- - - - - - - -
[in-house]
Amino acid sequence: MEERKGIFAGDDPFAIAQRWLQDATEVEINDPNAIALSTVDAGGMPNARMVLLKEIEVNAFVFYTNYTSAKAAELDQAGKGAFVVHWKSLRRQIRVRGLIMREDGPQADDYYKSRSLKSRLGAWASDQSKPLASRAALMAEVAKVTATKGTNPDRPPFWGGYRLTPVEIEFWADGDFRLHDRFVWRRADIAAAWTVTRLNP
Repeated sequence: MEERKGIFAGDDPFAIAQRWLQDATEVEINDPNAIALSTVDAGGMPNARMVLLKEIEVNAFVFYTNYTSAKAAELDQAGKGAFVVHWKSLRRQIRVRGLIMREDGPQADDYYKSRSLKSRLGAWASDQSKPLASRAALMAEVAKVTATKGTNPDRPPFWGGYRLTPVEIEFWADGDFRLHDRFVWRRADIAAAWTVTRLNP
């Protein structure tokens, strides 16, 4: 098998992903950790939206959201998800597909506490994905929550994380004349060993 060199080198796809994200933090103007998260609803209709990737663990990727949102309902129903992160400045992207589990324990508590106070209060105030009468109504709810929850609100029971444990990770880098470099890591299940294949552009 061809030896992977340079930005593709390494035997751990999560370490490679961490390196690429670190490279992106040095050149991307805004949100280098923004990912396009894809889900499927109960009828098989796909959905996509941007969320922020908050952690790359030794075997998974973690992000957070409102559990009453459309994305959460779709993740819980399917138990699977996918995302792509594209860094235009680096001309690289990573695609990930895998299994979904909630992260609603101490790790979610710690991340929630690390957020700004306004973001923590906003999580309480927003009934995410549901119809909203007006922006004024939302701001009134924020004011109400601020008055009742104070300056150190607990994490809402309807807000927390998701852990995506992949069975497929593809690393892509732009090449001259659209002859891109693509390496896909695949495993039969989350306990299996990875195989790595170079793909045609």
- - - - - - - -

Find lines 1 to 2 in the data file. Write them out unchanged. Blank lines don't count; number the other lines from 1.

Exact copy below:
[in-house]
Amino acid sequence: MEERKGIFAGDDPFAIAQRWLQDATEVEINDPNAIALSTVDAGGMPNARMVLLKEIEVNAFVFYTNYTSAKAAELDQAGKGAFVVHWKSLRRQIRVRGLIMREDGPQADDYYKSRSLKSRLGAWASDQSKPLASRAALMAEVAKVTATKGTNPDRPPFWGGYRLTPVEIEFWADGDFRLHDRFVWRRADIAAAWTVTRLNP